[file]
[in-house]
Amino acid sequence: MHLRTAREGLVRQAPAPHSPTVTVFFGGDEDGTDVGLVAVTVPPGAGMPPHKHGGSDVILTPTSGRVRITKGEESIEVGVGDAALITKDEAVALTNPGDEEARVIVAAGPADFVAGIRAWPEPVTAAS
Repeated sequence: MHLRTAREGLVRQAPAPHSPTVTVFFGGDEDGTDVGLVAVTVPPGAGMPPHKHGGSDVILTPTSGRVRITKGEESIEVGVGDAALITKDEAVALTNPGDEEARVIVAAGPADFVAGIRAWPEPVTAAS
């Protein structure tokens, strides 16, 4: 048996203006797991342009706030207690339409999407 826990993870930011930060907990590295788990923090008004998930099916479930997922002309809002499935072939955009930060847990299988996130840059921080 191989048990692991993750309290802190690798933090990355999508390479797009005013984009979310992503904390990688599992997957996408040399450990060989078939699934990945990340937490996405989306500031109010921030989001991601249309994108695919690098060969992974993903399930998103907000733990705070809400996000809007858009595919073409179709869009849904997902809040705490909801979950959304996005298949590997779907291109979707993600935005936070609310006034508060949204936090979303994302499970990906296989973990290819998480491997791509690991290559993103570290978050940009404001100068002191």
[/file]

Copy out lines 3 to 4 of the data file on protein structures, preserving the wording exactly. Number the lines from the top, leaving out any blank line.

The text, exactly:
Repeated sequence: MHLRTAREGLVRQAPAPHSPTVTVFFGGDEDGTDVGLVAVTVPPGAGMPPHKHGGSDVILTPTSGRVRITKGEESIEVGVGDAALITKDEAVALTNPGDEEARVIVAAGPADFVAGIRAWPEPVTAAS
């Protein structure tokens, strides 16, 4: 048996203006797991342009706030207690339409999407 826990993870930011930060907990590295788990923090008004998930099916479930997922002309809002499935072939955009930060847990299988996130840059921080 191989048990692991993750309290802190690798933090990355999508390479797009005013984009979310992503904390990688599992997957996408040399450990060989078939699934990945990340937490996405989306500031109010921030989001991601249309994108695919690098060969992974993903399930998103907000733990705070809400996000809007858009595919073409179709869009849904997902809040705490909801979950959304996005298949590997779907291109979707993600935005936070609310006034508060949204936090979303994302499970990906296989973990290819998480491997791509690991290559993103570290978050940009404001100068002191």